Answers to frequently asked questions

FAQs

Who can be affected by muscular dystrophy or related muscle diseases?

Anyone can be affected. Contrary to popular belief, muscular dystrophy is not exclusively a childhood disorder. While some types of muscular dystrophy are first evident in infancy or early childhood, other types may not appear until later in life.

What are the symptoms?

Principal symptoms include progressive muscle wasting, weakness, and loss of function. Common signs include poor balance with frequent falls, difficulty walking, limited range of movement, and drooping eyelids. Please refer to the different types of neuromuscular disorders for more specific information.

What causes a neuromuscular disorder?

Most neuromuscular disorders are caused by genetic mutations. These mutations can be passed on from generation to generation, through a parent’s DNA, or they can occur in a single individual due to a spontaneous mutation.

While many neuromuscular disorders are genetic, some are not. Conditions such as myasthenia gravis and Guillain-Barré syndrome are autoimmune disorders, caused by a problem with the person’s immune system.

Are neuromuscular disorders contagious?

No.

What is the prognosis?

The severity and progression will vary depending on the exact diagnosis and the individual. Most neuromuscular disorders are progressive, causing the muscles to gradually weaken over time. People diagnosed with a neuromuscular disorder may lose the ability to do things that are often taken for granted, like brushing your own teeth, feeding yourself, or climbing stairs. Some people will lose the ability to walk or even breathe on their own.

What treatment options are currently available?

Medical interventions have increased the life span and improved the quality of life for many people living with neuromuscular disorders. These interventions focus on treating or delaying symptoms, enhancing physical mobility and social interactions, and preventing heart and lung complications.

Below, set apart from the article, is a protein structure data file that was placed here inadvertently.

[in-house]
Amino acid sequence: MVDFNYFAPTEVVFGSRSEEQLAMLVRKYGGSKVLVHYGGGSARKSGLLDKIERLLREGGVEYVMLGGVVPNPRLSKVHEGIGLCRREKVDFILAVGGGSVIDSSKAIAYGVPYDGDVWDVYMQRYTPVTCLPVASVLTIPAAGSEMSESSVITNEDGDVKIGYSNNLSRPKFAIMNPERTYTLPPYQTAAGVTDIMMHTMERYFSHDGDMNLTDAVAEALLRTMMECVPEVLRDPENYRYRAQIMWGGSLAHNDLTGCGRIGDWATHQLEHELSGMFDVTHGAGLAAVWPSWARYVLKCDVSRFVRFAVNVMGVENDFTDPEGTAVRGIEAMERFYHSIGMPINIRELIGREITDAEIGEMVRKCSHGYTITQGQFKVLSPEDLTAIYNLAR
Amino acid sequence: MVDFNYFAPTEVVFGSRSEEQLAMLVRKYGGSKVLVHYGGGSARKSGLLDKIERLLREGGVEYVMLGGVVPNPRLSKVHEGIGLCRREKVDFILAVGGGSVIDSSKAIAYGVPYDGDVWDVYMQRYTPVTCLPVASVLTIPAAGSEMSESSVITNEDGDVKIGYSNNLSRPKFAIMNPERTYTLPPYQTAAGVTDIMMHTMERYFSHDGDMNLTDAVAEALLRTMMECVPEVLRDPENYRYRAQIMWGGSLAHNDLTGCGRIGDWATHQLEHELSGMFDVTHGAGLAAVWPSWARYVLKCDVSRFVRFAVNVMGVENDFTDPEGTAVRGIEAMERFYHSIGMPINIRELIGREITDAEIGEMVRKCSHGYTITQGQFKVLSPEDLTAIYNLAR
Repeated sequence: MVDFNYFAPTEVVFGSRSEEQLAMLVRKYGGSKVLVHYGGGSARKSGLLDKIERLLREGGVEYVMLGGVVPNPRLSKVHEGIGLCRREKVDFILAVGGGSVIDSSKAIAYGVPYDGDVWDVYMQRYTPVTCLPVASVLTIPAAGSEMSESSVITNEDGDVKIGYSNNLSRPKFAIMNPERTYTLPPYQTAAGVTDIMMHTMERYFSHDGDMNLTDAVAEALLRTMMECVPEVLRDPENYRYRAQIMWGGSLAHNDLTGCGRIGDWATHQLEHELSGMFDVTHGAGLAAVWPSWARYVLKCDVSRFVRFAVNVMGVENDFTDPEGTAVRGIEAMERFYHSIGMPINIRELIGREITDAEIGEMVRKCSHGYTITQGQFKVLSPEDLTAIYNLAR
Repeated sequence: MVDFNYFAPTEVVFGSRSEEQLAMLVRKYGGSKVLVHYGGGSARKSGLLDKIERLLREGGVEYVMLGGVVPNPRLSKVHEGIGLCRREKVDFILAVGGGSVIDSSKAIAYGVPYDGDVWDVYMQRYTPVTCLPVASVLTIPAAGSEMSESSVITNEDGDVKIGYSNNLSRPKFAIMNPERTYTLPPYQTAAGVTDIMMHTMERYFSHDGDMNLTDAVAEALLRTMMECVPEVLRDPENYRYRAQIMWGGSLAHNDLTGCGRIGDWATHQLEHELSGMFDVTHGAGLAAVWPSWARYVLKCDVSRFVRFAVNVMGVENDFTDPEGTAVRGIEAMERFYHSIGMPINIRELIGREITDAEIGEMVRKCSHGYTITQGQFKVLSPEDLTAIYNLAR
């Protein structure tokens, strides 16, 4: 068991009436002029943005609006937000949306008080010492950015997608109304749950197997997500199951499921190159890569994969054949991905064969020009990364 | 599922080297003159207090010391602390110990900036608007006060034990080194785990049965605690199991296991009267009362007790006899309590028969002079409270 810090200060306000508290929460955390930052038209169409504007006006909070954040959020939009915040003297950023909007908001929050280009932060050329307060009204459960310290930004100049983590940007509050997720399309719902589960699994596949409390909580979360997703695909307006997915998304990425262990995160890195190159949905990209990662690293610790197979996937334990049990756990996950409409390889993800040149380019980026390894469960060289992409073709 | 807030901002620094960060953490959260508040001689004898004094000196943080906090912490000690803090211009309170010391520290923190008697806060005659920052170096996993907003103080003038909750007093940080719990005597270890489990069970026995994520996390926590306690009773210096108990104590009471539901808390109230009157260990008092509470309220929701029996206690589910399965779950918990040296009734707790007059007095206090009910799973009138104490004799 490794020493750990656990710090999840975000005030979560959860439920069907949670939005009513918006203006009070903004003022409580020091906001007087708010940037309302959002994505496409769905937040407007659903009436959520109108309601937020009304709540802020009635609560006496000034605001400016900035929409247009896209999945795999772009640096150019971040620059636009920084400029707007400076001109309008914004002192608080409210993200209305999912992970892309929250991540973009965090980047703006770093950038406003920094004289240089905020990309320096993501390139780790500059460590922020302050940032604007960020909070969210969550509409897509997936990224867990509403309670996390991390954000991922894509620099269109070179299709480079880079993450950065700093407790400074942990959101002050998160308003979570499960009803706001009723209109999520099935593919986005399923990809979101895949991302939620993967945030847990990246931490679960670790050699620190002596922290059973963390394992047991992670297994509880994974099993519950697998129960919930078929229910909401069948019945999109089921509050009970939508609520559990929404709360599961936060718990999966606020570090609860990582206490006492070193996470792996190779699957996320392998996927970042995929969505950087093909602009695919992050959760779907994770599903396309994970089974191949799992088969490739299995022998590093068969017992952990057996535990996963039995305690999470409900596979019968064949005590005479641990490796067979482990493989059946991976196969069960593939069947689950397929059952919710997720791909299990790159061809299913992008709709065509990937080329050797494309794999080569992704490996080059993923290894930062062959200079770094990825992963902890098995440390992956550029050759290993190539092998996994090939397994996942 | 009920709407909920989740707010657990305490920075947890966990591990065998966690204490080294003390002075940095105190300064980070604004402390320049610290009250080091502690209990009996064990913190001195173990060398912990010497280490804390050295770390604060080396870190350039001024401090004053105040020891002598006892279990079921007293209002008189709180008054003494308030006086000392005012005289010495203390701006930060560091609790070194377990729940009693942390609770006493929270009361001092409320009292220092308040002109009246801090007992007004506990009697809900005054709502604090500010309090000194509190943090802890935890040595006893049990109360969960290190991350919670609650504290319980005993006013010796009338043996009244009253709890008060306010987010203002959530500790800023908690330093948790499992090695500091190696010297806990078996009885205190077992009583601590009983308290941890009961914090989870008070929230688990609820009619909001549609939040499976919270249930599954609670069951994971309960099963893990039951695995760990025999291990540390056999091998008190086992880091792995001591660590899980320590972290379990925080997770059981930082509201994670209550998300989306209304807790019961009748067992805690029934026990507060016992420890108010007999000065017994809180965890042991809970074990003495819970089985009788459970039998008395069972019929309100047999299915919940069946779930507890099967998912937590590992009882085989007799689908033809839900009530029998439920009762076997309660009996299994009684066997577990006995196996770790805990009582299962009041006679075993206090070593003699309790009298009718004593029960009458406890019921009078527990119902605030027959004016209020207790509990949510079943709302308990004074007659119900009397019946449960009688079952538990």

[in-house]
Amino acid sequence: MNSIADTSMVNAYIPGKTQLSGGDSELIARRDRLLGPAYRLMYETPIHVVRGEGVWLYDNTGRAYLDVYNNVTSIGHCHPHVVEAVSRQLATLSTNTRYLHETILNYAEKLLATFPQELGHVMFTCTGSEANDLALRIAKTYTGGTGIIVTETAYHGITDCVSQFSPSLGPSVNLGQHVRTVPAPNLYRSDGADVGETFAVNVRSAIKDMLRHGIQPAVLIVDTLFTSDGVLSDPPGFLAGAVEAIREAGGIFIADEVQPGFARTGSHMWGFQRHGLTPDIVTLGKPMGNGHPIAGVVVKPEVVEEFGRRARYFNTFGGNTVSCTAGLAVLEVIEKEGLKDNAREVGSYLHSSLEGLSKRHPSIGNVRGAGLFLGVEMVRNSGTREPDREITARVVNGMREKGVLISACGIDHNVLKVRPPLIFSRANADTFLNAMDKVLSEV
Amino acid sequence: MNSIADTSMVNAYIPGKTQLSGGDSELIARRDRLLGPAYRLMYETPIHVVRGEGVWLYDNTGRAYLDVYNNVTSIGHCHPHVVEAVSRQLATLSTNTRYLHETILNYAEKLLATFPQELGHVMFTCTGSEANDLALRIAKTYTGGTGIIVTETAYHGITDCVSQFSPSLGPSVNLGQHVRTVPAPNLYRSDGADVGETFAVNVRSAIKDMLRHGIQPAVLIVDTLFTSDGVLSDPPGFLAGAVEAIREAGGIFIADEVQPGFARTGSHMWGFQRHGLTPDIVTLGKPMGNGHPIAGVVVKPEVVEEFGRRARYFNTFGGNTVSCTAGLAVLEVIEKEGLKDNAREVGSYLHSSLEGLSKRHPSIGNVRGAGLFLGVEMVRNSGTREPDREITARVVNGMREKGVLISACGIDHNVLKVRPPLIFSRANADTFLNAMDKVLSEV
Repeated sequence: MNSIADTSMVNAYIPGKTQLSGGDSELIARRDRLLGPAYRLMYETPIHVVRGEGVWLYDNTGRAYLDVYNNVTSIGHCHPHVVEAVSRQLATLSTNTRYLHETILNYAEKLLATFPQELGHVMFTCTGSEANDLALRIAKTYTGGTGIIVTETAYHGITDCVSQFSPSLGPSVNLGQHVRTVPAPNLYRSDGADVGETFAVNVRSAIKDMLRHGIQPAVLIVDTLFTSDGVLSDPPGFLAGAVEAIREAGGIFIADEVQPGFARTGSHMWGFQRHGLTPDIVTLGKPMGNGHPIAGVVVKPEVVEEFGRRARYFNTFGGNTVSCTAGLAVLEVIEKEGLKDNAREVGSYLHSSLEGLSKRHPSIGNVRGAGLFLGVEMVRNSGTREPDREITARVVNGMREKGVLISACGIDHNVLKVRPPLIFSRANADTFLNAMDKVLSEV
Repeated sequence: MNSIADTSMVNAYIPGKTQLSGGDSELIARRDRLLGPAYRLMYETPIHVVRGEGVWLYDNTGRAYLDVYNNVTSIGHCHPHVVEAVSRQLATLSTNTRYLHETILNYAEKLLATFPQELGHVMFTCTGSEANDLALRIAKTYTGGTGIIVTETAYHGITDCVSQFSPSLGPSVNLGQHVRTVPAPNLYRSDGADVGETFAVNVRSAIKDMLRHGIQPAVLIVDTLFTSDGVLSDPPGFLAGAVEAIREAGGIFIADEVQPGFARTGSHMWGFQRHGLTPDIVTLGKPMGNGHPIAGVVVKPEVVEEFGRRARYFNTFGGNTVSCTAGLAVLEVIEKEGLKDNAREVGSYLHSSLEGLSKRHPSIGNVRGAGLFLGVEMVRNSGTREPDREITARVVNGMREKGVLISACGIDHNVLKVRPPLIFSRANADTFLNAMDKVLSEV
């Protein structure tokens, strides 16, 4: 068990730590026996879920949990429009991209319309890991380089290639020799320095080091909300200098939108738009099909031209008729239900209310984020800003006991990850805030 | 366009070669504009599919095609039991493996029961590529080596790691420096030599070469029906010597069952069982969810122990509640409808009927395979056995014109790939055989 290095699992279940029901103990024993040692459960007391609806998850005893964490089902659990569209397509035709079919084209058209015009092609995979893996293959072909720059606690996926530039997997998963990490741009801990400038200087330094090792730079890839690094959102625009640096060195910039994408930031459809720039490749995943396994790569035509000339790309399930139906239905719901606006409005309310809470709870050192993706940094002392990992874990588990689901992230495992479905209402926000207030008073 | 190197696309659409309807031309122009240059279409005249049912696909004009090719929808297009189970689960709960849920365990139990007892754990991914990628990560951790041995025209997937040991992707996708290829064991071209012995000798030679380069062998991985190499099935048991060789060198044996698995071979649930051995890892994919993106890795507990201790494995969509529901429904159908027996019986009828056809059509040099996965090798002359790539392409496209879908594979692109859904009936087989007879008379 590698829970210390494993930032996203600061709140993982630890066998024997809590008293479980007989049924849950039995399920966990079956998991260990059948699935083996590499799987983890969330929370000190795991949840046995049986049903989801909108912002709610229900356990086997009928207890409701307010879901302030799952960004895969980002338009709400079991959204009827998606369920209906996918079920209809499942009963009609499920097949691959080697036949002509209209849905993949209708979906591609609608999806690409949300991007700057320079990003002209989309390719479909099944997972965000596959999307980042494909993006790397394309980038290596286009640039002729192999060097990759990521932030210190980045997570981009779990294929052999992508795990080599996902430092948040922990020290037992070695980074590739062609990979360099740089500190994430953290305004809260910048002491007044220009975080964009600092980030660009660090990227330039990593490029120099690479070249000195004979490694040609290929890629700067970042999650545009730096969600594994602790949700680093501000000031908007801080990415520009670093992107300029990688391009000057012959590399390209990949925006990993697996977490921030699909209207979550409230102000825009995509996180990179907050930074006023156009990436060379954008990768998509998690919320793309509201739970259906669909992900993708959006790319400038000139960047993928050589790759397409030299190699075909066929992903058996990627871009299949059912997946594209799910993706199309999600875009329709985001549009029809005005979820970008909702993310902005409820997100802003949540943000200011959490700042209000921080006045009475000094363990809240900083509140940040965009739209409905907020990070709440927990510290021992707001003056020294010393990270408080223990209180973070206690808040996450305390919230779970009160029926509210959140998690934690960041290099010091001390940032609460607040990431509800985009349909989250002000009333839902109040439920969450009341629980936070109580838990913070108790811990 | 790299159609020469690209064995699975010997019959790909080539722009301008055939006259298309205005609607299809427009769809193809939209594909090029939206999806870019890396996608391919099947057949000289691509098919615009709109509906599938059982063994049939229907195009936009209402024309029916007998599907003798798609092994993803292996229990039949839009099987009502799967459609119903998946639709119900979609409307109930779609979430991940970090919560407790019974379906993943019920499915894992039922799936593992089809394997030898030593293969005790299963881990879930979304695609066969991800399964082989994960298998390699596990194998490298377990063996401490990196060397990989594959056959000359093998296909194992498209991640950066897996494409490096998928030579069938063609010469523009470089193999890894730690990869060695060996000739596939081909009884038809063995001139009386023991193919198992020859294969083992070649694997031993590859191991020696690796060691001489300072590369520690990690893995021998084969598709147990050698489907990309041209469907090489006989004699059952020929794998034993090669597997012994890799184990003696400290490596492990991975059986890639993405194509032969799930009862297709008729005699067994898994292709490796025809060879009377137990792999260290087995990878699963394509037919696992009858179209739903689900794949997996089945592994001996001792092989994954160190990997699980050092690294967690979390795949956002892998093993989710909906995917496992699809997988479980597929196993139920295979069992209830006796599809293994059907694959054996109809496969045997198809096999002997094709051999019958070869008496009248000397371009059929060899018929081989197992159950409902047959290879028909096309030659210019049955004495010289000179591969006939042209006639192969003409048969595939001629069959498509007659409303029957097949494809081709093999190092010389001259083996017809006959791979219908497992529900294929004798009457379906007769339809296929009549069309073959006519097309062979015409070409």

Physical and occupational therapy, proper respiratory care, exercise, assistive devices, and orthopedic surgery may help to preserve muscle function and enhance quality of life.

Identification of the specific genes responsible for the various types of neuromuscular disorders has led to extensive research on gene and molecular therapy, but all such treatments are still in development. Learn more about research

For some autoimmune disorders, such as myasthenia gravis, there are drug therapies that can be very effective for treating or reversing symptoms.

What can I do to help a friend or family member diagnosed with a neuromuscular disorder?

There’s a lot you can do. For example:

  • Educate yourself and others to raise awareness about neuromuscular disorders.
  • Be sensitive and understanding if your friend is experiencing physical limitations. Let your friend know you care, and ask directly about the best ways for you to be helpful.
  • Think about inclusive activities and accessibility when making plans to go out. For example, call ahead to ensure that the restaurant or venue is fully wheelchair accessible.
  • Get in touch with your local Muscular Dystrophy Canada office or Community Volunteer Chapter. Speaking with compassionate, informed volunteers and staff can provide valuable information and support.
How do I get involved with Muscular Dystrophy Canada?

Muscular Dystrophy Canada is a volunteer-driven organization and relies on dedicated, enthusiastic, diverse and dynamic people to help us raise money to fund research and programs to support people affected by neuromuscular disorders.

We need you! Donate or volunteer today!

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